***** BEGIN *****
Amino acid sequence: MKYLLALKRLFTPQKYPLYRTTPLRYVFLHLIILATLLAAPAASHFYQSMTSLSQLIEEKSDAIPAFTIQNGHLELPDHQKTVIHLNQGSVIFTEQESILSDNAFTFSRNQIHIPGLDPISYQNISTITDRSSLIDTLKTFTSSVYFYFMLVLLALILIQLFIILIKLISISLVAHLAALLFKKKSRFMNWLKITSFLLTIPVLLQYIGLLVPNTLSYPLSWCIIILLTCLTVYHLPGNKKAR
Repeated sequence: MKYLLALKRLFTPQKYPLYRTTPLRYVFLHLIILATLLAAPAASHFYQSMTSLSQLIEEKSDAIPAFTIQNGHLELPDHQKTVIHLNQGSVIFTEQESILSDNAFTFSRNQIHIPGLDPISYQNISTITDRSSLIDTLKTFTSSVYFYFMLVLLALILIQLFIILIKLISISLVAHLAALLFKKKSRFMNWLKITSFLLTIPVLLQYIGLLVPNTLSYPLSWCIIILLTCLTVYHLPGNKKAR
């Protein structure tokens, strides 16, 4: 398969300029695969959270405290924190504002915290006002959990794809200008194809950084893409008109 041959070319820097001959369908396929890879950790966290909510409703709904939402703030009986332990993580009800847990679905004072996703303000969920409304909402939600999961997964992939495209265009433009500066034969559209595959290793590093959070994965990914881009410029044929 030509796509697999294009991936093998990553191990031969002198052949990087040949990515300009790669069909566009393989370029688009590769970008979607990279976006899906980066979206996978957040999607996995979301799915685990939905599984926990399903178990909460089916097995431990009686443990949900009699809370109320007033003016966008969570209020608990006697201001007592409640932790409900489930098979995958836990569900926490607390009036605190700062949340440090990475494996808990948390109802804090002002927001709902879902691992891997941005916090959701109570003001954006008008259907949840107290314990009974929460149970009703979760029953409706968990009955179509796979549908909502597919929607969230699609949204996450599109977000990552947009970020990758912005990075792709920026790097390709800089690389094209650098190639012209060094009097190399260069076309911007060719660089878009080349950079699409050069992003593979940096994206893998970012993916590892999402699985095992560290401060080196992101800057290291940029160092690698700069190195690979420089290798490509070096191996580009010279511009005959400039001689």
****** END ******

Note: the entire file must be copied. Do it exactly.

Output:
Amino acid sequence: MKYLLALKRLFTPQKYPLYRTTPLRYVFLHLIILATLLAAPAASHFYQSMTSLSQLIEEKSDAIPAFTIQNGHLELPDHQKTVIHLNQGSVIFTEQESILSDNAFTFSRNQIHIPGLDPISYQNISTITDRSSLIDTLKTFTSSVYFYFMLVLLALILIQLFIILIKLISISLVAHLAALLFKKKSRFMNWLKITSFLLTIPVLLQYIGLLVPNTLSYPLSWCIIILLTCLTVYHLPGNKKAR
Repeated sequence: MKYLLALKRLFTPQKYPLYRTTPLRYVFLHLIILATLLAAPAASHFYQSMTSLSQLIEEKSDAIPAFTIQNGHLELPDHQKTVIHLNQGSVIFTEQESILSDNAFTFSRNQIHIPGLDPISYQNISTITDRSSLIDTLKTFTSSVYFYFMLVLLALILIQLFIILIKLISISLVAHLAALLFKKKSRFMNWLKITSFLLTIPVLLQYIGLLVPNTLSYPLSWCIIILLTCLTVYHLPGNKKAR
């Protein structure tokens, strides 16, 4: 398969300029695969959270405290924190504002915290006002959990794809200008194809950084893409008109 041959070319820097001959369908396929890879950790966290909510409703709904939402703030009986332990993580009800847990679905004072996703303000969920409304909402939600999961997964992939495209265009433009500066034969559209595959290793590093959070994965990914881009410029044929 030509796509697999294009991936093998990553191990031969002198052949990087040949990515300009790669069909566009393989370029688009590769970008979607990279976006899906980066979206996978957040999607996995979301799915685990939905599984926990399903178990909460089916097995431990009686443990949900009699809370109320007033003016966008969570209020608990006697201001007592409640932790409900489930098979995958836990569900926490607390009036605190700062949340440090990475494996808990948390109802804090002002927001709902879902691992891997941005916090959701109570003001954006008008259907949840107290314990009974929460149970009703979760029953409706968990009955179509796979549908909502597919929607969230699609949204996450599109977000990552947009970020990758912005990075792709920026790097390709800089690389094209650098190639012209060094009097190399260069076309911007060719660089878009080349950079699409050069992003593979940096994206893998970012993916590892999402699985095992560290401060080196992101800057290291940029160092690698700069190195690979420089290798490509070096191996580009010279511009005959400039001689």